No. 535.
General SicMes to Mr. Fish.

No. 782]

Sir: The official gazette of this date publishes the decree, a copy and translation of which are inclosed herewith, announcing the visit of the minister of ultramar to Cuba and Porto Rico. The preamble contains an interesting statement of the motives and objects of the mission, to which I beg to invite your attention.

I am, &c,


Decree of October 14, 1873, directing the colonial secretary to visit Cuba and Porto Bico. Published in “La Gaceta de Madrid,” October 27, 1873.

Presidency of the Executive Power of the Republic.


The firm resolution of the government of the republic to re-establish public order and peace in the peninsula is even more strongly held in so far as concerns those provinces whose remoteness from the mother-country calls for her greater solicitude and her first care.

The island of Cuba is perturbed by an insensate rebellion which seeks to menace the integrity of our territory, and which finds means of self-prolongation in the rigor of the climate and the nature of the country; and the action of the government toward it must needs be vigorous and decisive, in order to put an end at all costs to a struggle the continuance of which deprives the island of the blessings of peace, renders impossible the development of its resources, and is a constant obstacle to the inauguration of the reforms demanded alike by humanity and civilization.

Its financial situation is, moreoveiygrave; and the exhaustion of public credit and the increasing want of confidence, joined to the needs the treasury is in, to realize every possible source of income in order to put an end to such a state of things, make it indispensable that the finance department promptly present an organized plan which will yield the government resources whereby to pacify the island and at the same time give it the means whereby the charges imposed on the province may redound to its prosperity and good.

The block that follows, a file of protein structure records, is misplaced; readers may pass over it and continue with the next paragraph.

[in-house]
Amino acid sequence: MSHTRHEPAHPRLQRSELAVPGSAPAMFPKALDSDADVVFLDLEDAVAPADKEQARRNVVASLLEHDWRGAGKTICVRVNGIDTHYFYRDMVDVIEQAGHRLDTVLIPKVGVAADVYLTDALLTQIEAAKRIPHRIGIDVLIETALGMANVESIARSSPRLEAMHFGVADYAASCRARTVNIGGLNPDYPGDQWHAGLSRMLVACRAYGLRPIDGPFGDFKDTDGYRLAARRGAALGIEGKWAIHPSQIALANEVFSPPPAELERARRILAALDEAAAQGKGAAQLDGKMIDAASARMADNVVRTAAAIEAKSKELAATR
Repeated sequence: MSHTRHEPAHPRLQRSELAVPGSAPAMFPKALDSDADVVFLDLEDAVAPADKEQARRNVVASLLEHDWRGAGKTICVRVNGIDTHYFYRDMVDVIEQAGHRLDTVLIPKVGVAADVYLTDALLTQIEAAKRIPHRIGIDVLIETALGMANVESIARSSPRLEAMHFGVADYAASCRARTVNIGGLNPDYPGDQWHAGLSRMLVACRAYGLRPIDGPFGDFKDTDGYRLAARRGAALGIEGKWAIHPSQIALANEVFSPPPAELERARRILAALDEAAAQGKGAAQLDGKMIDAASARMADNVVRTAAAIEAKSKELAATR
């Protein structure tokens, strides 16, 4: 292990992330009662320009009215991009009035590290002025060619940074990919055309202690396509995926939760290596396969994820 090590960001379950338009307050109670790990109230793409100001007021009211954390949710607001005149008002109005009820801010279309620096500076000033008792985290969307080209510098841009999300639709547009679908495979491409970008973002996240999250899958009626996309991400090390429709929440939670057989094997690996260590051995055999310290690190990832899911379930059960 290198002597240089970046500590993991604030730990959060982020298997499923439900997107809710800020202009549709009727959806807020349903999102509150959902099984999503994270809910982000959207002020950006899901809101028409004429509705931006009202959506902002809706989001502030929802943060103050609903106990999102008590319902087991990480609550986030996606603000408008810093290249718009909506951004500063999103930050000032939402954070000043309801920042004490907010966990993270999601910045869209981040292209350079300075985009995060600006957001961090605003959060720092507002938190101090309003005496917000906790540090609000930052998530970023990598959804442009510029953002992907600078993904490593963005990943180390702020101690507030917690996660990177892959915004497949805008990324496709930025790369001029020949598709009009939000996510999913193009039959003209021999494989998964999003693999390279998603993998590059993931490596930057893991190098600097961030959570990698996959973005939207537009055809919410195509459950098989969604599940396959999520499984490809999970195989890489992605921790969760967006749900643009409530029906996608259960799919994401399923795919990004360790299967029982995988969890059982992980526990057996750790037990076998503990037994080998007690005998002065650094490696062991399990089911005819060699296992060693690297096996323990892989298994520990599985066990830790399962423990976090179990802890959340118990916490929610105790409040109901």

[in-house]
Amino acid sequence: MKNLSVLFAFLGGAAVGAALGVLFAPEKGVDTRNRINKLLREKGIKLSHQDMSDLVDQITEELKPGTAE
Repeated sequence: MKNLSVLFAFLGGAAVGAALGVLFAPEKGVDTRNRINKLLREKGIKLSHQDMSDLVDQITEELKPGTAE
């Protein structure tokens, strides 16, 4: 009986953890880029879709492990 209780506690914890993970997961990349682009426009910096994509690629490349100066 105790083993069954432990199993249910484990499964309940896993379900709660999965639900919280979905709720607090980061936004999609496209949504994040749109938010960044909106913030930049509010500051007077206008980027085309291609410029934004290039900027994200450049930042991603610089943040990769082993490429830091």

The problem of slavery no less urgently demands a speedy solution. The government hopes that this grave matter, so intimately related to the social and financial tranquillity of the island, will be settled by means of the concourse and agreement of all; for the fact must not be forgotten that public opinion awaits with growing anxiety the day of abolition.

The republic, faithful to its principles, has given the widest latitude to the reforms which carried to Porto Rico the spirit of the revolution of September. Slavery there has disappeared; the first title of the constitution recognizes that the sons of that province enjoy the same rights as their brethren of the peninsula, and the governpaent which aspires to the completion of its work needs due knowledge of the results of such transcendental innovations.

But for the realization of its purpose the executive power needs to form an accurate judgment without confining its attention to the diverse opinions of the enlightened consultative corporations and of the most worthy authorities of the Antilles; and therefore it has decided that the colonial minister shall visit those provinces, shall inform himself as to their necessities, and shall decide upon or prepare the proper measures to assure their peace and prosperity.

The government looks for such great results from this determination, that it has not [Page 845] hesitated to accept the generous offer of one of its own members, resting assured that all those who love the name of Spain will see that, while progress demands certain reforms and public opinion exacts the fulfillment of certain promises, the republic holds nothing, absolutely nothing, superior to the integrity of the nation.

In view of these considerations, the government of the republic decrees as follows:

  • Article I. The colonial minister shall visit the island of Cuba with the object of studying the means of putting an end to the present insurrection therein, of bettering its financial situation, of preparing for the abolition of slavery, and of establishing the reforms needed in the government and administration of the province, adopting immediately, in so far as lies within his powers, the measures he may deem expedient for the attainment of those ends.
  • He shall also visit the island of Porto Rico, with the object of examining the results of the reforms introduced there, and also of deciding, conformably to the powers belonging to him, upon whatever he may judge proper for its administration and government.
  • Article II. The colonial minister shall be accompanied by those employe’s of his department whom he may designate, who shall receive such compensation as may be determined upon, conformably to existing regulations.
  • Article III. The expenses occasioned by compliance with the preceding articles shall be paid by and charged to the extraordinary war credit in Cuba.
  • Article IV. The colonial minister is hereby charged with the execution of this decree.